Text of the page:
As people slowly reacquaint themselves with public transportation after more than two years of cratering usage during the COVID-19 outbreak, we find a new behavior is taking root, as more transit systems enable tap-to-ride technology, and more people around the world are using it.
On Wednesday (Sept. 21), Visa announced that for the first time in a single year (within the first 10 months to be precise) Visa saw 1 billion tap-to-pay transit transactions, calling it “a turning point for public transit” in an announcement. It’s also a milestone for Visa contactless tech on which it all runs.
“As people have [returned to] public transport on the back of the pandemic, what we’re seeing is that the rate of rebound of digital payments in transport is far outpacing the overall rate of passenger returns,” he said.
Part of it is an inherent flexibility that’s more aligned with post-pandemic realities, like the fact that fewer commuters are riding to work five days a week, which has outmoded the weekly and monthly unlimited-ride tickets common to commuting for decades. For that reason, he said cities like London and New York that adopted digital payments in recent years are seeing the biggest returns.
“You just ride, and you’ll pay the best fare,” he said. “By taking that decision away from the traveling public and giving them this highly flexible way to get on board, [not only does it work] for their working patterns, but it’s also best value. It makes the most sense financially.”
Digitizing the Mobility Ecosystem
Noting that tap-to-ride began with early pilots in London and Kuala Lumpur, Malaysia, a decade ago, Mackie said there were few tech partners or transit systems that were near ready.
“Being able to actually do this with local or even regional players was difficult. We spent a lot of time strengthening the ecosystem, helping fortify it so there was that choice,” he said.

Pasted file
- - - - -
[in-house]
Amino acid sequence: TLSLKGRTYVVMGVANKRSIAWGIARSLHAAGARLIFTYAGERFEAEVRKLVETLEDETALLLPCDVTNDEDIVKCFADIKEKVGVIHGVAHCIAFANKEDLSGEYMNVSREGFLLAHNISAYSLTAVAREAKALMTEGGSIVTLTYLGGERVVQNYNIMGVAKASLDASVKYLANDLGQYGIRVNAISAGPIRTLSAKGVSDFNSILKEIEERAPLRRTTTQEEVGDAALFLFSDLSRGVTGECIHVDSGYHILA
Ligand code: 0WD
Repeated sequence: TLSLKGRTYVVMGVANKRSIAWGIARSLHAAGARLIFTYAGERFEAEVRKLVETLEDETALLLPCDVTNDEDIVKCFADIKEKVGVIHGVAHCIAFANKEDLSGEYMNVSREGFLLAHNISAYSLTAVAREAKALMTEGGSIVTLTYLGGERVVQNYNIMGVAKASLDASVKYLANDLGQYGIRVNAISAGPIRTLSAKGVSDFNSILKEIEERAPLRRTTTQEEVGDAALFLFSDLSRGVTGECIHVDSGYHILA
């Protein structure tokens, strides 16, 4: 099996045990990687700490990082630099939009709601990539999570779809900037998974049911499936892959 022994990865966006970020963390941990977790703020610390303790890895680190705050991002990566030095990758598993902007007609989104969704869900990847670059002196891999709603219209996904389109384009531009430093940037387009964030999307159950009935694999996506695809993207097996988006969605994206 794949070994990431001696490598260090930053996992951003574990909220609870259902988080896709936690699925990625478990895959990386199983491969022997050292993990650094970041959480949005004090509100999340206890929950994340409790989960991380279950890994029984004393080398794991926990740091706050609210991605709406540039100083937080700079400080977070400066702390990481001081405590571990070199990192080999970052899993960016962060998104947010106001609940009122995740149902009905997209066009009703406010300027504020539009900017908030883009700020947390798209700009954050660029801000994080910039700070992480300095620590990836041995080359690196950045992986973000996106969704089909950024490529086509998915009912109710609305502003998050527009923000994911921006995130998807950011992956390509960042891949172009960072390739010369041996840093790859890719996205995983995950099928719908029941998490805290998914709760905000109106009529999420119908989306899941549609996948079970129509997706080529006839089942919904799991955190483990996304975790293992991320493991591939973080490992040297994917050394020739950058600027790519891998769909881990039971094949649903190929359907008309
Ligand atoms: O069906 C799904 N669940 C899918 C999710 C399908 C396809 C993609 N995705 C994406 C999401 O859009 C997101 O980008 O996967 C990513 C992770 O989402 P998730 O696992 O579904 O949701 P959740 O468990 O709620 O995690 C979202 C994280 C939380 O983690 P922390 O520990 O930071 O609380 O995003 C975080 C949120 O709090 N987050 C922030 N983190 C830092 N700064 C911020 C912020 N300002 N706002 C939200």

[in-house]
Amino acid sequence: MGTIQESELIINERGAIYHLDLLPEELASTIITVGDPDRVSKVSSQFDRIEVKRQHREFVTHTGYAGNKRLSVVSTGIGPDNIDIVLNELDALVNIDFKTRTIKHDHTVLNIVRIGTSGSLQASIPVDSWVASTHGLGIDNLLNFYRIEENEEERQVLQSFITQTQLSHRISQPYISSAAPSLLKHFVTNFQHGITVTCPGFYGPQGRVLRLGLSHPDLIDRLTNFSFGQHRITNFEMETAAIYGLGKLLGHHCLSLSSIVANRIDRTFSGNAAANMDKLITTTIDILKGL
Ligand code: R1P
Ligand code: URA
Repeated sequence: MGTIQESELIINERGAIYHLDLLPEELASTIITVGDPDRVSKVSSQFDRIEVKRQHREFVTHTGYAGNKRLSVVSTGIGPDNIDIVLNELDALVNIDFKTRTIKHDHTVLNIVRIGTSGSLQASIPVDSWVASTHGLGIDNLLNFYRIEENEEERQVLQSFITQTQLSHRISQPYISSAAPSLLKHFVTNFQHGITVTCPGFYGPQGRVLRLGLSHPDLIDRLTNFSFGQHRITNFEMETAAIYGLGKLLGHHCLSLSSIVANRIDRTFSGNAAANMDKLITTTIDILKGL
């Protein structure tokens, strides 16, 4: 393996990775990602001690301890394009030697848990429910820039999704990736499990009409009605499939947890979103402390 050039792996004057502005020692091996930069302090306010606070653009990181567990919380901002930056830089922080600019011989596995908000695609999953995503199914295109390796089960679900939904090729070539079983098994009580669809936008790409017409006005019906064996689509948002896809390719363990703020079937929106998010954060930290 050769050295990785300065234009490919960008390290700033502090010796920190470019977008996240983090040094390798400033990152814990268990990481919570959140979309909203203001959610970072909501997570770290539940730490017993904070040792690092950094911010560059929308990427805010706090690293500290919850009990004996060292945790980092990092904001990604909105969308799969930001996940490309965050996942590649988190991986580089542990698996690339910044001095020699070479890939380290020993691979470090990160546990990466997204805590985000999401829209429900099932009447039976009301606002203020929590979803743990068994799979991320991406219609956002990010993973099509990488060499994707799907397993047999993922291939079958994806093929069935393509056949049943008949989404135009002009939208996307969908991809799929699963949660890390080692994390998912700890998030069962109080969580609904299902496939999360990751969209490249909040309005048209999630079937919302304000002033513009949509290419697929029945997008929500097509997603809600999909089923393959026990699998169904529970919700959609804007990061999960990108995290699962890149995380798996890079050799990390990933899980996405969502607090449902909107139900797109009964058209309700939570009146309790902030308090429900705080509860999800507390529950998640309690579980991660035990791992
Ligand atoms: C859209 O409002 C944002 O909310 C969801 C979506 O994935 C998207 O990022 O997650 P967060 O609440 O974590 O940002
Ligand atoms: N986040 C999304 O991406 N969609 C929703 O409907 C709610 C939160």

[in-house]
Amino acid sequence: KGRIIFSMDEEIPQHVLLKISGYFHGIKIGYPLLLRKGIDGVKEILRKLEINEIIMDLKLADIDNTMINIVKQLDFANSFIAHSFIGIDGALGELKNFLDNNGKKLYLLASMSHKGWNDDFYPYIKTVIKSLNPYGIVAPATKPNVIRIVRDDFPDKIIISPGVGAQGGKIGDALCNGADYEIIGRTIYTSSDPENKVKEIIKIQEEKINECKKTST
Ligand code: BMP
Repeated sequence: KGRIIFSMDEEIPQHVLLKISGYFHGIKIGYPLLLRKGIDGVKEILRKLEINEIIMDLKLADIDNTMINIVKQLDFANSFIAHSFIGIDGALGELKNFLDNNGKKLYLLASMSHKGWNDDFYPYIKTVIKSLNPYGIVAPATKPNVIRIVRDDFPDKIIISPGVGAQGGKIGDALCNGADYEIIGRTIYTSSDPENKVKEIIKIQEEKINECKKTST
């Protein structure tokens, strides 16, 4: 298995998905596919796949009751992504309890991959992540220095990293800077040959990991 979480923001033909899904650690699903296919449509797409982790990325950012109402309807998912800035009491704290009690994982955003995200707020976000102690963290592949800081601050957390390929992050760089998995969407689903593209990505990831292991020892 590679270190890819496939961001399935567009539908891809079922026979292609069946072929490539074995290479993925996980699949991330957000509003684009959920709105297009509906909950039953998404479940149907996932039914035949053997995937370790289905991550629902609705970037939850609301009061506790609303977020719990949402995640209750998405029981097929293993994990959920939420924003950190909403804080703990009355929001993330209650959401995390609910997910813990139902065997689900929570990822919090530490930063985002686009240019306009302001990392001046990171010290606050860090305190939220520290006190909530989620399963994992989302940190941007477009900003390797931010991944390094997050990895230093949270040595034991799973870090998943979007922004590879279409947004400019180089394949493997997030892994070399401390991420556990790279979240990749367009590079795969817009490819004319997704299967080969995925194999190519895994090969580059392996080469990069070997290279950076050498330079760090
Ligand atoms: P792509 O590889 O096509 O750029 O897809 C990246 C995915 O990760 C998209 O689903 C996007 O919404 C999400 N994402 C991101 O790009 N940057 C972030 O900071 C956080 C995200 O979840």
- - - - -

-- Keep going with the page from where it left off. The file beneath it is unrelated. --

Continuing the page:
Fast-forward to 2022, and Visa has assembled some 150 technology and transit partners worldwide, and the advances are accelerating.
“This hasn’t been like a linear growth plot. If we were drawing this thing, it certainly wouldn’t be a straight line. It would be something that looks much more exponential, almost like a hockey stick” growth pattern.
Much work remains, as the tech integrations necessary for tap-and-ride are a municipal expense at a time when transit systems around the world have been hammered by revenue losses.
As for Visa, Mackie said, “Our job put really simply is, how do we help mobilize the whole payment tech — the supplier side of the equation, if you will — but also provide a flexible framework that is not just intended for the New York’s and the London’s and the Singapore’s and the so-called mega cities.”
Considering that tap-to-ride could be used on an entire urban transit system or just a fleet of buses, smaller locales especially need time — and budget — for this transition to digital.
Usage also varies by superregional payment preferences. For example, Mackie said that in the U.K. and Europe, “We had contactless cards in reasonably strong issue back in 2013, 2014, and it wasn’t until 2015 until the ‘pays’ were really introduced.”
By ‘pays’ he’s referring to what Visa Urban Mobility sees in North America. “In markets like the U.S., for example, an awful lot of people will use their mobile phone. They’ll be using Apple Pay, Google Pay, Garmin Pay and various other of the so-called ‘pays’ to get on board.”
Cash Users Get a Seat, Too
That mobile mindset will become more and more commonplace as he added “what’s consistent around the world is that generally in urban mobility, in travel, when people are on the move, the propensity for them to use a mobile device is much higher than … in the general retail environment. We believe that’s for a simple reason. Just take a look next time you’re on a train or a bus. People aren’t reading newspapers anymore. They’re glued to their screens.”
This is all well and good unless you’re one of the millions who still prefer to use cash or perhaps are unbanked and don’t yet possess a digital payment method.
Saying “we’ve got to make sure that this service is accessible to everyone,” Mackie acknowledged that cash presents a puzzle for the modernization of transit payments. It must be solved sooner or later, as metrics like “dwell time” — how long a train or bus must stop to pick up passengers and accept payment — need to be controlled, and cash is slow.
He said that London tried to remove cash payments from its transit system a few years ago to cut dwell time and its costs, but he concedes that accommodations must be made for cash users, which is why Visa Urban Mobility has partnered with outfits like Square Cash to bridge the gap.
“We don’t envisage a world that has no cash. I think cash will always have a role to play,” he said, “but I think in public transport there’s that dichotomy around [wanting] an efficient transport network that works well for everyone, and how do we use the reduction of cash payments to benefit everyone in the most holistic way? That’s what we’re working towards.”